The cricket world is divided over the third umpires decision to give Aussie captain Aaron Finch out stumped after replays failed to definitively show whether the opener had made it back to his crease or not.
In Australia’s tight loss to India, Finch was given out by third umpire Michael Gough on 33, after more than two minutes of deliberation on what the official labelled a "very tight" decision.
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Some replays appeared to show Finch had a small portion of his boot behind the line, while there were other questions over when the bail was fully removed.
“That’s a brave call from the umpire,” the commentator said.
“It’s a marginal call and the benefit of the doubt should always go to the batsman,” another commentator said.
Social media also debated the decision.
Batsmen should get the benefit of a doubt and they get. Aaron Finch should not be given stumping. There is some margins of doubts like this and mostly they work in favour of a batsman. #INDvAUS— Muhammad Mohsin (@RealMoh5in) January 17, 2020
Matthew Hayden is biased. Aaron Finch was out, plain and simple. It's a pity Sunil Gavaskar is entertaining him. #INDvAUS— Mr Transkei (@hlubizer) January 17, 2020
So, so close that stumping. Aaron Finch will believe he should have got benefit if doubt— Cricketwallah (@cricketwallah) January 17, 2020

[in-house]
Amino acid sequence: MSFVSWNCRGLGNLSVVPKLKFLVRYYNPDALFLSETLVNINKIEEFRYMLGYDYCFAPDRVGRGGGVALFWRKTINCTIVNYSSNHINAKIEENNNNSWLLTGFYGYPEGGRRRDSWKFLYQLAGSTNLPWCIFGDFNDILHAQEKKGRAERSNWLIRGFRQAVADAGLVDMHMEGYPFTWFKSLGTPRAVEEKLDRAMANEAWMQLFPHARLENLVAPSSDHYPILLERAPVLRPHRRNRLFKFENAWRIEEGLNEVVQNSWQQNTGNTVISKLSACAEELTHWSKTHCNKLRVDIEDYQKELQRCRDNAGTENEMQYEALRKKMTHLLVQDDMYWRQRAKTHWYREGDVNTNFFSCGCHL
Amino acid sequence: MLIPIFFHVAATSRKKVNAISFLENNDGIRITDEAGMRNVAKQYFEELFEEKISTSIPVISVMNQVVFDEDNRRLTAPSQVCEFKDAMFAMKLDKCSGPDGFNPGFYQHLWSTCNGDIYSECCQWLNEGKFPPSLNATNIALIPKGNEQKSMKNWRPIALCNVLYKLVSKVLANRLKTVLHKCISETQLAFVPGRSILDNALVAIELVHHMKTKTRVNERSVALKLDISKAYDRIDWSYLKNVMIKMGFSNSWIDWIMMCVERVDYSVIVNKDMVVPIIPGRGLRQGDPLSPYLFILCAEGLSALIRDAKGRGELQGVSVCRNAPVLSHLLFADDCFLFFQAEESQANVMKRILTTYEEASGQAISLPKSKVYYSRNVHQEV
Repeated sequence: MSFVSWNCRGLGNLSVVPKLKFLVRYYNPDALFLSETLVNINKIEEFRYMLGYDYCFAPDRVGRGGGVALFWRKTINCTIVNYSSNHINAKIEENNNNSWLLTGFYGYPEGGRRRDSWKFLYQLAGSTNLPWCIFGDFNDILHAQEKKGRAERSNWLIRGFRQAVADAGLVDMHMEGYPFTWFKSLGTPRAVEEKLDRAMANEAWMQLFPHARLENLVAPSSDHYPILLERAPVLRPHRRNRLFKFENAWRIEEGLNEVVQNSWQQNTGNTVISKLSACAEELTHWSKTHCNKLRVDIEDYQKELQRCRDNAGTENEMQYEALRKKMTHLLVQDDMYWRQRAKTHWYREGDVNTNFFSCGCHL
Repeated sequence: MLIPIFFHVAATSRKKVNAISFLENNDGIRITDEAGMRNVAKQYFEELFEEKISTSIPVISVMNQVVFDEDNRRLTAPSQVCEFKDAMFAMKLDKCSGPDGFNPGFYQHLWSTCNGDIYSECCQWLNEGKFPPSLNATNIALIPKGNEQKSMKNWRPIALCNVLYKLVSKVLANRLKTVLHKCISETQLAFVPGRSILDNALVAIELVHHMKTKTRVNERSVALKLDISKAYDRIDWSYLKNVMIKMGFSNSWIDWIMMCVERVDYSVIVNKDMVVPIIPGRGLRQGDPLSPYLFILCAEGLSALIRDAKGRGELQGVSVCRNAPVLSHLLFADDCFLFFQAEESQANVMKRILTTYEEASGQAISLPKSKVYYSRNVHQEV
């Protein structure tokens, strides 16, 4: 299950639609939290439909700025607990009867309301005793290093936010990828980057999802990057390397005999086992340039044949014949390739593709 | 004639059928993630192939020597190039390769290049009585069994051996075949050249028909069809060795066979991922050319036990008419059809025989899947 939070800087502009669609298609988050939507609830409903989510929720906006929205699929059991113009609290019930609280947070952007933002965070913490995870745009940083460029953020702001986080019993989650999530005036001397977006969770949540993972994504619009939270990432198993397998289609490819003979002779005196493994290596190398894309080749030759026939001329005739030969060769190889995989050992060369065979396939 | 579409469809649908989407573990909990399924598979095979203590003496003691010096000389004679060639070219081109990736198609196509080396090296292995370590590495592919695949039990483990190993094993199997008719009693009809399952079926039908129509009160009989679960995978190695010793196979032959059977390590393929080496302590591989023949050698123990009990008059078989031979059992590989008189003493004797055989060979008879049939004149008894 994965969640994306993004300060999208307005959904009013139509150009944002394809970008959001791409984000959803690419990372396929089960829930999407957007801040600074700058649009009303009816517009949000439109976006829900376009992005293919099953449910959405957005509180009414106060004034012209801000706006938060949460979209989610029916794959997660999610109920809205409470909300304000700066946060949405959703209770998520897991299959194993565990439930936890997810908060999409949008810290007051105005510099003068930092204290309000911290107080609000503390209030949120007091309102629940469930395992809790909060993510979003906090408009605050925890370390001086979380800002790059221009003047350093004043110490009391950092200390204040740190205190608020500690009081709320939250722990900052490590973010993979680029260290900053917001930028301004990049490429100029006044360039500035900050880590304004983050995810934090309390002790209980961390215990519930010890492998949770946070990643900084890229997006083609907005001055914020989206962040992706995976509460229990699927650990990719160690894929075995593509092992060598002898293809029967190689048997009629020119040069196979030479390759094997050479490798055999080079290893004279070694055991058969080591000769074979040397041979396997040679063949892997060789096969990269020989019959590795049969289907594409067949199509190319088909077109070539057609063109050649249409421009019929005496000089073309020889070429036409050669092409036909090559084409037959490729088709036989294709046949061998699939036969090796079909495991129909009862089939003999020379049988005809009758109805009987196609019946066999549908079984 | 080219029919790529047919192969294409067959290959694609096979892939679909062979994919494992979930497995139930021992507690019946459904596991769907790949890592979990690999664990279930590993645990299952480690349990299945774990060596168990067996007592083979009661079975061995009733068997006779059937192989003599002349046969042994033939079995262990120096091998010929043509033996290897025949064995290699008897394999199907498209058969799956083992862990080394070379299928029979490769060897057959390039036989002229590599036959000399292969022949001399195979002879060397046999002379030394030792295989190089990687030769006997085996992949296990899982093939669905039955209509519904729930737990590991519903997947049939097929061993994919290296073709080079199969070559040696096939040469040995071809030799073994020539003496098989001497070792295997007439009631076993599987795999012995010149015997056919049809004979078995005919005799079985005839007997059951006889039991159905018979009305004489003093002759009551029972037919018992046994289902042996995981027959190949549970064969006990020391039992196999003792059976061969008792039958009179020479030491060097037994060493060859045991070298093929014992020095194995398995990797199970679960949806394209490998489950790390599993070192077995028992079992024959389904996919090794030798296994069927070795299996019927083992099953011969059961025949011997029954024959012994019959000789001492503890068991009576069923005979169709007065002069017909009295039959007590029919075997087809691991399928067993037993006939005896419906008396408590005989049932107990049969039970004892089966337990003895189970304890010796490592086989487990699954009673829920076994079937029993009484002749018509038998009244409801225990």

Benefit of doubt should have been given to Aaron Finch. Stumping out was a close call #INDvAUS— Abrar Ahsan (@AbrarAhsanK) January 17, 2020
Can’t give that out surely!#INDvsAUS. Unlucky for Aaron Finch@Mike Madoda— Kanoerera Kusuta (@kusko88) January 17, 2020
One commentator added: “I think you would be ropeable.”
Finch thought he was out
Despite the debate, Finch admitted to batting partner Steve Smith that his controversial stumping dismissal was the right decision by the third umpire in Australia's 36-run loss to India.
"He thought he was out," Smith admitted.
"I don't really know, I saw what I could see on the screen and it looked pretty close.
"It was one of those ones that was pretty close, the umpire made the decision and we ran with it."
Indian wicketkeeper KL Rahul was also confident the right decision had been made.
"It looked pretty out to me," Rahul said.
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"The minute we went up you could tell Finchy knew that he was out."
Meanwhile there was further drama in the 23rd over when Rohit Sharma appeared to fake field a ball, pretending to throw it in without it in his hands.
Under rules passed in 2017, players cannot deliberately distract, deceive or obstruct a batsman, or else risk a five-run penalty.
Marnus Labuschagne, who was the first player to be penalised for fake fielding in December 2017, and attempted to point out Rohit's actions to the on-field umpires.
However no penalty was forthcoming, while it realistically would have mattered little given the end result.